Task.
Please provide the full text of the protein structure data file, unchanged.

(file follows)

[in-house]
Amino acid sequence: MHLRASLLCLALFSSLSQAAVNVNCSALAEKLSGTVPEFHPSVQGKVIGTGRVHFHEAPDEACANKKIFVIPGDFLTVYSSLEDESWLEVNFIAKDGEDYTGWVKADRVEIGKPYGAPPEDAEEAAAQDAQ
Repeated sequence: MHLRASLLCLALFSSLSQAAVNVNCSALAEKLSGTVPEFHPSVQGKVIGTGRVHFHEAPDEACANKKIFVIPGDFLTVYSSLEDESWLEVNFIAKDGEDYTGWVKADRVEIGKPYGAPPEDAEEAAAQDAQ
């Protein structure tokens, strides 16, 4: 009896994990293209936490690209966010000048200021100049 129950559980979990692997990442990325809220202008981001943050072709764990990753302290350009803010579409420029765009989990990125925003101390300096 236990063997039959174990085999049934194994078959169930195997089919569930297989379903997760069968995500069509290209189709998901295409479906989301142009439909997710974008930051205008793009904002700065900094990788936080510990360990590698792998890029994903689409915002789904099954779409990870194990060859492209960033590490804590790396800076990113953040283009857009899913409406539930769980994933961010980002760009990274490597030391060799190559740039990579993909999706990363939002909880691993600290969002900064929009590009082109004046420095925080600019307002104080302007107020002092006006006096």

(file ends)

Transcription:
[in-house]
Amino acid sequence: MHLRASLLCLALFSSLSQAAVNVNCSALAEKLSGTVPEFHPSVQGKVIGTGRVHFHEAPDEACANKKIFVIPGDFLTVYSSLEDESWLEVNFIAKDGEDYTGWVKADRVEIGKPYGAPPEDAEEAAAQDAQ
Repeated sequence: MHLRASLLCLALFSSLSQAAVNVNCSALAEKLSGTVPEFHPSVQGKVIGTGRVHFHEAPDEACANKKIFVIPGDFLTVYSSLEDESWLEVNFIAKDGEDYTGWVKADRVEIGKPYGAPPEDAEEAAAQDAQ
């Protein structure tokens, strides 16, 4: 009896994990293209936490690209966010000048200021100049 129950559980979990692997990442990325809220202008981001943050072709764990990753302290350009803010579409420029765009989990990125925003101390300096 236990063997039959174990085999049934194994078959169930195997089919569930297989379903997760069968995500069509290209189709998901295409479906989301142009439909997710974008930051205008793009904002700065900094990788936080510990360990590698792998890029994903689409915002789904099954779409990870194990060859492209960033590490804590790396800076990113953040283009857009899913409406539930769980994933961010980002760009990274490597030391060799190559740039990579993909999706990363939002909880691993600290969002900064929009590009082109004046420095925080600019307002104080302007107020002092006006006096």